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I couldn’t remember exactly why I have an account with Adobe, but after a quick search through my email archives I can tell you that I’ve had one since June 2, 2011.

If I had to venture a guess, I’m pretty sure I was required to create the account in order to download e-books from the public library. This is what the welcome email stated:

“Thank you for becoming a member of the Adobe community.
Adobe Membership is your passport to special benefits,
content, and services. With your new membership, you can

* Subscribe to Adobe Edge
* Review your purchases and activity in the Adobe Store
* Manage and update your Adobe Profile
* Upload and download items in the Adobe Exchange
* Post messages to the Adobe forums”

In the time that I have had an Adobe account, I have never done any of these things. If my memory serves me correctly, I have had to use my login info exactly twice, both times to register my Adobe account with a library so I could borrow e-books.

Once I had registered, I was never again required to re-enter my login information. Not even after changing my password.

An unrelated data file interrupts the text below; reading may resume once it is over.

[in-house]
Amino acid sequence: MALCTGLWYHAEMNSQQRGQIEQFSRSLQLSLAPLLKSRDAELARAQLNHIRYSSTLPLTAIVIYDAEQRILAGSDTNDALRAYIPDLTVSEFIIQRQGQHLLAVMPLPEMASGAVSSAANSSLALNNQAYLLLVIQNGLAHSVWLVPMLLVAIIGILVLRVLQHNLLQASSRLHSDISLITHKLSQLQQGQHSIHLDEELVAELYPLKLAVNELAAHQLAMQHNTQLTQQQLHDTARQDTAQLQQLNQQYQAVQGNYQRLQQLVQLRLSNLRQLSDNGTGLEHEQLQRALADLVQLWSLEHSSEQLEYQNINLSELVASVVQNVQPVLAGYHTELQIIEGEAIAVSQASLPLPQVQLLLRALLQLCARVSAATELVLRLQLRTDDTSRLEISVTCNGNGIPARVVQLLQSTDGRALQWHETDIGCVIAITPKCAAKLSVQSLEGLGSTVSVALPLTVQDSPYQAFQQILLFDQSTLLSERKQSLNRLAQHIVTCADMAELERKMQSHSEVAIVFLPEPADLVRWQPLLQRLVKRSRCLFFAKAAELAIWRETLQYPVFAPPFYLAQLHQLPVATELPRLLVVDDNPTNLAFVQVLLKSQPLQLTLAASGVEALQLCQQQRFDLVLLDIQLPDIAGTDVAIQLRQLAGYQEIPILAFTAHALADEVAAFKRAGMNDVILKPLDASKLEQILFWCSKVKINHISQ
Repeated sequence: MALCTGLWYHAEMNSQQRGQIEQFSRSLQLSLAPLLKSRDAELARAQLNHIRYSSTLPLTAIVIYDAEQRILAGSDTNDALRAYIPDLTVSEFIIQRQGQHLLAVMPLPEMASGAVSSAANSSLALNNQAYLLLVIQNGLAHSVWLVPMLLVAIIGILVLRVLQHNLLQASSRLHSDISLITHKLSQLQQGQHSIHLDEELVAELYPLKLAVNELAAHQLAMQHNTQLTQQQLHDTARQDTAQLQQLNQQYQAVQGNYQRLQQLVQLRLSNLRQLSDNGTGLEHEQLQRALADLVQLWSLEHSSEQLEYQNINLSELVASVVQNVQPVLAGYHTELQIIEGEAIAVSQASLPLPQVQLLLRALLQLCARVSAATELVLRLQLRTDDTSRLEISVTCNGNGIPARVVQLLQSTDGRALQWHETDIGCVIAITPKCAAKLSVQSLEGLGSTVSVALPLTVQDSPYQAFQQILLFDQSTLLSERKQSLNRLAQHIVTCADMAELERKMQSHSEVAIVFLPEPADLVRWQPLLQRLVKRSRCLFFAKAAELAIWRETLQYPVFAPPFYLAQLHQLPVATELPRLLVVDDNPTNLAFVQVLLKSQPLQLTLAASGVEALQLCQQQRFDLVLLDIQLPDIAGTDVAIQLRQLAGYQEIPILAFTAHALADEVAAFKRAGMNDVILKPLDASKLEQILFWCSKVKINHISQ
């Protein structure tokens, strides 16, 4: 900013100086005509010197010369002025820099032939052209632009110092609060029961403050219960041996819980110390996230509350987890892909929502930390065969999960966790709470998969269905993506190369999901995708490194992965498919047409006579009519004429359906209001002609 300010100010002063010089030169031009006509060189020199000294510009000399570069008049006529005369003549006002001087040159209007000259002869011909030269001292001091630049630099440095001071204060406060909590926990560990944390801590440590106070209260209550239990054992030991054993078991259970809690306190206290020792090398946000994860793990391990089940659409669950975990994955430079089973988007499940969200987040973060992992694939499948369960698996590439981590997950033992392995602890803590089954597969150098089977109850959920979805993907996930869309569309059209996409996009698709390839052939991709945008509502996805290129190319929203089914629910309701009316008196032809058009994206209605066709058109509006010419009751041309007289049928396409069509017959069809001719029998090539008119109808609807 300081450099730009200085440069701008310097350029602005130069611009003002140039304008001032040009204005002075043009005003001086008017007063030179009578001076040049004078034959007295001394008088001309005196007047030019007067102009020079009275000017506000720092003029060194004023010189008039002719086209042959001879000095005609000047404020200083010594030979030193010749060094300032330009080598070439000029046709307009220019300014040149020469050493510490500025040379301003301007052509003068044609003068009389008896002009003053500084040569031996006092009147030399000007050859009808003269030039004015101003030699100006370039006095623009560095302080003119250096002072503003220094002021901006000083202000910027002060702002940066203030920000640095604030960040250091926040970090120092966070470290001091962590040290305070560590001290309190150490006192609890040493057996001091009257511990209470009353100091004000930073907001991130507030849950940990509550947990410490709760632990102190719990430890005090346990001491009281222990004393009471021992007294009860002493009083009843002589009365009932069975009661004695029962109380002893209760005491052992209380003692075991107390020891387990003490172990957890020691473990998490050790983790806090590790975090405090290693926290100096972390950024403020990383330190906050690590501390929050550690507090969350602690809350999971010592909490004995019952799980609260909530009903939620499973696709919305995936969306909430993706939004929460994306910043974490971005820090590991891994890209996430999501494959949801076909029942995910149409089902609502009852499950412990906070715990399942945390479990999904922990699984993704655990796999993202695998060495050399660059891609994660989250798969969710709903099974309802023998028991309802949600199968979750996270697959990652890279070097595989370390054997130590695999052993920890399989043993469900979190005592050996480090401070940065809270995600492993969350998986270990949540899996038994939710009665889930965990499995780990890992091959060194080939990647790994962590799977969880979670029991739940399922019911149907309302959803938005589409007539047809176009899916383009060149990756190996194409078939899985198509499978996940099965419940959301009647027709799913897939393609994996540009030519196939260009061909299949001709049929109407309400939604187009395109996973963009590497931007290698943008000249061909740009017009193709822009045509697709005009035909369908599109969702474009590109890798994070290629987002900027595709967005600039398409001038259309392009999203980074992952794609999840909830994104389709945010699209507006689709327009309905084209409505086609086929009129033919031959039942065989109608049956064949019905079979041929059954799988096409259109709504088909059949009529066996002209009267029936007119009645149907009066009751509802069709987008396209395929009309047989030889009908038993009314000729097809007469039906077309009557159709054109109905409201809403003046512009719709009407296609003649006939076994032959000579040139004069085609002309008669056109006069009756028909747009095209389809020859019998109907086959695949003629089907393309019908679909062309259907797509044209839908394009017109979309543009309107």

If all they want is to know who is using their product, simply requiring a valid email address be entered along with some drop down menus for age, sex and location would accomplish the same thing, without the need for an account.

If I didn’t have this Adobe account, their breach would not have affected me, and potentially millions of other users who also have pointless Adobe accounts.

I wish companies today would take a hard look at the accounts they require users to make and ask themselves, “Is this account really necessary?”

In the case of Adobe requiring me to make an account to read e-books in their format, I believe the answer should be “No.”


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P.S. Have you met John Powers, supernatural CISO?


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